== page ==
Prosecutors took the highly unusual step of re-arresting Ghosn on Thursday on fresh allegations that he used company funds to enrich himself by $5 million (3.82 million pounds). The once-feted executive, who had been out on $9 million bail for 30 days, recorded the video the day before he went back to jail.
In the video, shown to reporters by his lawyers in Tokyo, the former Nissan Motor Co chairman said he was the victim of selfish rivals bent on derailing a closer alliance between the automaker and French partner Renault.
"This is not about greed or dictatorship, this is about a plot, this is about a conspiracy, this is about a backstabbing," Ghosn said. "I am innocent of all the charges that have been brought against me," he said, without explaining further.
Wearing a dark jacket and a white shirt, Ghosn sat at a desk with his hands folded as he looked into the camera and spoke in a calm voice. His hair appeared greyer and his face thinner than before his first arrest in November.
The video, and comments by his lawyer Junichiro Hironaka alleging harsh treatment by prosecutors against Ghosn and his wife Carole, cast Ghosn as the victim of internal rivalries and a Japanese judicial system bent on forcing a confession.
The seven-minute clip was, however, edited by his legal team to remove the names of people Ghosn accused of treachery due to legal concerns.
The conspiracy, Ghosn said, was born out of fear that he would bring Nissan closer to Renault, also its top shareholder.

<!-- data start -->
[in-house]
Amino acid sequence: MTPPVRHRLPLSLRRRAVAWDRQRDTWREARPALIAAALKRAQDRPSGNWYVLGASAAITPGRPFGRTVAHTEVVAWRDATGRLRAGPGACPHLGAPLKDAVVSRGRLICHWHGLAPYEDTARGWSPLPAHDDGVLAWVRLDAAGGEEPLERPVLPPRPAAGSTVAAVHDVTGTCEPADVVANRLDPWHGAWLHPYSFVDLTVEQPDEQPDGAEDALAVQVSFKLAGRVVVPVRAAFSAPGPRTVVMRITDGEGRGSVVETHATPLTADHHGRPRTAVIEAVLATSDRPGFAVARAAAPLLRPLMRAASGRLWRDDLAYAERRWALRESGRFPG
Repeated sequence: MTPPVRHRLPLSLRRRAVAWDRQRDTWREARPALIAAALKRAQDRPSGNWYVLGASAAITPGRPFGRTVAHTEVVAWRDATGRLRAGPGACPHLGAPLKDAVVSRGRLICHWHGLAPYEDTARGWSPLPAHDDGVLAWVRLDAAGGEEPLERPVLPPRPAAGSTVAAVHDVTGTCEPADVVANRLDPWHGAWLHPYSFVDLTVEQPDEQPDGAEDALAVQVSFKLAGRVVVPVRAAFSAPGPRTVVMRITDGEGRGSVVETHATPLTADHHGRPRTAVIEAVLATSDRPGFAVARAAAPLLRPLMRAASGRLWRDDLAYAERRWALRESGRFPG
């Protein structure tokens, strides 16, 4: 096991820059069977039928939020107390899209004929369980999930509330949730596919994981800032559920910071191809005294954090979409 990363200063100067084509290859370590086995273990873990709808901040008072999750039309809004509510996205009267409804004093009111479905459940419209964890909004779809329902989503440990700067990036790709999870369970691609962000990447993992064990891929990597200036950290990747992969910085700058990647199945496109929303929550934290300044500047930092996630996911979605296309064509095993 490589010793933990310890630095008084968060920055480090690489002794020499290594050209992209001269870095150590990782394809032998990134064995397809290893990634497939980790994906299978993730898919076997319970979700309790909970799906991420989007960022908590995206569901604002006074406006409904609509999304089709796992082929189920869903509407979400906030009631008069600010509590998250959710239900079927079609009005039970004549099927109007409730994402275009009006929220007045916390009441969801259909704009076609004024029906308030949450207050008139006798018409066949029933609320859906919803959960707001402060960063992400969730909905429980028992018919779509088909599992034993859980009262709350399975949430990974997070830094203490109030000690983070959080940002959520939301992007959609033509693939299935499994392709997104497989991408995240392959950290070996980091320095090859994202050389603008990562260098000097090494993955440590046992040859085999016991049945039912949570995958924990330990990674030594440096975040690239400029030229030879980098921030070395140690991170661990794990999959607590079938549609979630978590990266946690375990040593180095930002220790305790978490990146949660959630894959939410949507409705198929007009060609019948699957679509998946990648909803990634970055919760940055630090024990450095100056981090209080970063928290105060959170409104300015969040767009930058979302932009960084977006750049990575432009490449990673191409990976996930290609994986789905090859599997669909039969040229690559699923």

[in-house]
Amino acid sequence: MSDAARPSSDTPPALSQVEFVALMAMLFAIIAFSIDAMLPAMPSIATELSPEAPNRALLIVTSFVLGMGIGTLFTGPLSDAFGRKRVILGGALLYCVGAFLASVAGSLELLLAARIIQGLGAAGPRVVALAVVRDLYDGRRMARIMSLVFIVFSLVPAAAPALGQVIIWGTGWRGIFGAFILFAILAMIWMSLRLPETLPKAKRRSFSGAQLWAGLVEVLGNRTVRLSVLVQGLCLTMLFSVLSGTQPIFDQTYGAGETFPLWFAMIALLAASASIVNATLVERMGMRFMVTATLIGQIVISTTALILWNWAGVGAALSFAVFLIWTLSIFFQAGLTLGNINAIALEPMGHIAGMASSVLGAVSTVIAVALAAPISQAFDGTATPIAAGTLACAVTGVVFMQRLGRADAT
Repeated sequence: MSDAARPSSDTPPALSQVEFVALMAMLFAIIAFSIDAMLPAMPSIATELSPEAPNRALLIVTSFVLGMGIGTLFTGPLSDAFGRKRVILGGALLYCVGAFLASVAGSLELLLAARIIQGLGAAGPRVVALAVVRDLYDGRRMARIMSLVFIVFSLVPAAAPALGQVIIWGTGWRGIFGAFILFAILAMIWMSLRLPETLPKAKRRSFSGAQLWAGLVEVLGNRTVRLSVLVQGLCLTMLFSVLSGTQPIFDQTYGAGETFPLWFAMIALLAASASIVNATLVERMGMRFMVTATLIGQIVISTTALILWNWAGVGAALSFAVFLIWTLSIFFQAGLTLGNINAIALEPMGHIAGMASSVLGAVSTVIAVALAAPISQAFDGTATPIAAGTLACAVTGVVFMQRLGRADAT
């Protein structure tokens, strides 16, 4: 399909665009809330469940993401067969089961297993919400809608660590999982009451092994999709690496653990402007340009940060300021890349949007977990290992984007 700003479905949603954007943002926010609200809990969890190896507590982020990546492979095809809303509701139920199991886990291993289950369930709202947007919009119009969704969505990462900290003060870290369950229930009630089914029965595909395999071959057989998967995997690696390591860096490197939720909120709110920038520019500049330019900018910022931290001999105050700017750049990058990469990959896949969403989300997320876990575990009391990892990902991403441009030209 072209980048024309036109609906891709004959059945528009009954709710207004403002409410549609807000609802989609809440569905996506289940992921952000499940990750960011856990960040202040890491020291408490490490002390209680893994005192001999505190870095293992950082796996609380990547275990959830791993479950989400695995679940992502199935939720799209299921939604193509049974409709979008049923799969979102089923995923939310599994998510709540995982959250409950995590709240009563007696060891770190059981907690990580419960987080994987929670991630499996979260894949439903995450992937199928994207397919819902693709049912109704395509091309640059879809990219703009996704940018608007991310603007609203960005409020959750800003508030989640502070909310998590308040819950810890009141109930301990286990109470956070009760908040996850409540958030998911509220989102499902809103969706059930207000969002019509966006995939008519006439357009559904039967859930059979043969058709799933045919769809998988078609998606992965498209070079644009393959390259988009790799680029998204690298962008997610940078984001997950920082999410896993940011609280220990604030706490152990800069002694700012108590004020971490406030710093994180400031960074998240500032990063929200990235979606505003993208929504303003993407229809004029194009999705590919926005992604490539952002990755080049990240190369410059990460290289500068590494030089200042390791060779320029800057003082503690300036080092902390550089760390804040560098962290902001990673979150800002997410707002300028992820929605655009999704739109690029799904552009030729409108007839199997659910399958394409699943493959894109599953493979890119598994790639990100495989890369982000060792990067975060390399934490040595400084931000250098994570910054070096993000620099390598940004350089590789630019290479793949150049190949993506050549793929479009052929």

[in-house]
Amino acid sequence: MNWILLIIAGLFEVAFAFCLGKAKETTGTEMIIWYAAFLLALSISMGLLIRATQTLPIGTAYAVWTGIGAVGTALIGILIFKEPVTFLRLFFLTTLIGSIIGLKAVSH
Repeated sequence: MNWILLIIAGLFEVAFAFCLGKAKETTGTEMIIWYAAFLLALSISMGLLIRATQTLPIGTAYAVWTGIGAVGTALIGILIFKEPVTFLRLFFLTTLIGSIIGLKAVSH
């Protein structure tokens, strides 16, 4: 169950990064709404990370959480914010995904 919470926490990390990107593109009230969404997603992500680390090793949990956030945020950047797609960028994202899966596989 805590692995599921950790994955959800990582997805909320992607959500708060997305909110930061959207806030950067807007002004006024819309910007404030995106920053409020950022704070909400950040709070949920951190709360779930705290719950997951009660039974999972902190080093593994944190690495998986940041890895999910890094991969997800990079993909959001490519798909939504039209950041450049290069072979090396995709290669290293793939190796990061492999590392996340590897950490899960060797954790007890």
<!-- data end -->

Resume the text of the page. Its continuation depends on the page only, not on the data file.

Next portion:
"There was fear that the next step of the alliance in terms of convergence and in terms of moving towards a merger, would in a certain way threaten some people or eventually threaten the autonomy of Nissan," he said.
Ghosn also took aim at Nissan's current management, blaming them for three profit warnings and a domestic scandal involving improper vehicle inspections since his departure as CEO in 2017.
The lack of leadership is "very sickening", Ghosn said.
PHYSICAL, MENTAL PRESSURE
Ghosn's second stint at the Tokyo detention centre comes after he served 108 days following his first arrest last year.
Prosecutors are acting in a "cruel way" and putting him under intense physical and mental pressure to get a confession, Hironaka told reporters.
A spokeswoman at the Tokyo prosecutors office said she was unaware of Hironaka's comments and declined to comment.
Hironaka has previously criticised the move by prosecutors to confiscate Ghosn's belongings, including his mobile phone and trial documents, along with the mobile phones and Lebanese passport of his wife, Carole, who was present when prosecutors entered their home early in the morning last Thursday.
The lawyer said on Tuesday that Ghosn's wife, who left Japan last week, did so out of concern for her own safety, adding she intended to ask the French government to help her husband.
But, France's finance minister said political interventions might not be the best way to help Ghosn.
The case has rocked the global auto industry and also shone a harsh light on Japan's judicial system, which critics refer to as "hostage justice" as defendants who deny their charges are often not granted bail.
Under Japanese law, prosecutors are able to hold suspects for up to 22 days without charge and interrogate them without their lawyers present.
Ghosn has been charged with under-reporting his Nissan salary for a decade and of temporarily transferring personal financial losses to Nissan's books. However, the latest allegation is potentially more serious, as it could show he used company funds for his own purposes.
(Reporting by Naomi Tajitsu and Tim Kelly, writing by David Dolan, Editing by Himani Sarkar)
By Naomi Tajitsu and Tim Kelly